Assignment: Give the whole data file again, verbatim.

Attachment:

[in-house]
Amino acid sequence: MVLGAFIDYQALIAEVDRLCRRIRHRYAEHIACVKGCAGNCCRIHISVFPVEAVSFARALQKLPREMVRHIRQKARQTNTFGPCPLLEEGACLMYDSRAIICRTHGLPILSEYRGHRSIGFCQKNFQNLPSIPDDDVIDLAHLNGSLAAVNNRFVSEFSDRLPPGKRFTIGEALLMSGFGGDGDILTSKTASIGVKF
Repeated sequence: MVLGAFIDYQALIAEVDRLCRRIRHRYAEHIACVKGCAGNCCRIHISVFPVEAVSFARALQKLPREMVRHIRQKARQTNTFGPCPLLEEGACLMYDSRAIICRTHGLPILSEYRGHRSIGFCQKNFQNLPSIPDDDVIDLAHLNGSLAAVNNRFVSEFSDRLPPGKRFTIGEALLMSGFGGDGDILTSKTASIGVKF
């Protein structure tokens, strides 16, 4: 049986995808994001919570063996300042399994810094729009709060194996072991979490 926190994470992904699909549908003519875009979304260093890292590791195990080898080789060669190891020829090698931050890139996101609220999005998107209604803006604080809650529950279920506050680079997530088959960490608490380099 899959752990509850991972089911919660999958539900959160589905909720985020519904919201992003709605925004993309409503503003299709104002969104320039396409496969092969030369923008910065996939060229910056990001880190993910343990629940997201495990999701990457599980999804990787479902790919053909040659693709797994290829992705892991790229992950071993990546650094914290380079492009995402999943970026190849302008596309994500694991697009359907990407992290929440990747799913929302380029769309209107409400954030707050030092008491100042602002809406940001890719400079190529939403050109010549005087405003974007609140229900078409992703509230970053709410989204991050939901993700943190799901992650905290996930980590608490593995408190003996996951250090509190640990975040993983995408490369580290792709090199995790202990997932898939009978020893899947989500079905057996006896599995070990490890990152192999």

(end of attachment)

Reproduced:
[in-house]
Amino acid sequence: MVLGAFIDYQALIAEVDRLCRRIRHRYAEHIACVKGCAGNCCRIHISVFPVEAVSFARALQKLPREMVRHIRQKARQTNTFGPCPLLEEGACLMYDSRAIICRTHGLPILSEYRGHRSIGFCQKNFQNLPSIPDDDVIDLAHLNGSLAAVNNRFVSEFSDRLPPGKRFTIGEALLMSGFGGDGDILTSKTASIGVKF
Repeated sequence: MVLGAFIDYQALIAEVDRLCRRIRHRYAEHIACVKGCAGNCCRIHISVFPVEAVSFARALQKLPREMVRHIRQKARQTNTFGPCPLLEEGACLMYDSRAIICRTHGLPILSEYRGHRSIGFCQKNFQNLPSIPDDDVIDLAHLNGSLAAVNNRFVSEFSDRLPPGKRFTIGEALLMSGFGGDGDILTSKTASIGVKF
């Protein structure tokens, strides 16, 4: 049986995808994001919570063996300042399994810094729009709060194996072991979490 926190994470992904699909549908003519875009979304260093890292590791195990080898080789060669190891020829090698931050890139996101609220999005998107209604803006604080809650529950279920506050680079997530088959960490608490380099 899959752990509850991972089911919660999958539900959160589905909720985020519904919201992003709605925004993309409503503003299709104002969104320039396409496969092969030369923008910065996939060229910056990001880190993910343990629940997201495990999701990457599980999804990787479902790919053909040659693709797994290829992705892991790229992950071993990546650094914290380079492009995402999943970026190849302008596309994500694991697009359907990407992290929440990747799913929302380029769309209107409400954030707050030092008491100042602002809406940001890719400079190529939403050109010549005087405003974007609140229900078409992703509230970053709410989204991050939901993700943190799901992650905290996930980590608490593995408190003996996951250090509190640990975040993983995408490369580290792709090199995790202990997932898939009978020893899947989500079905057996006896599995070990490890990152192999």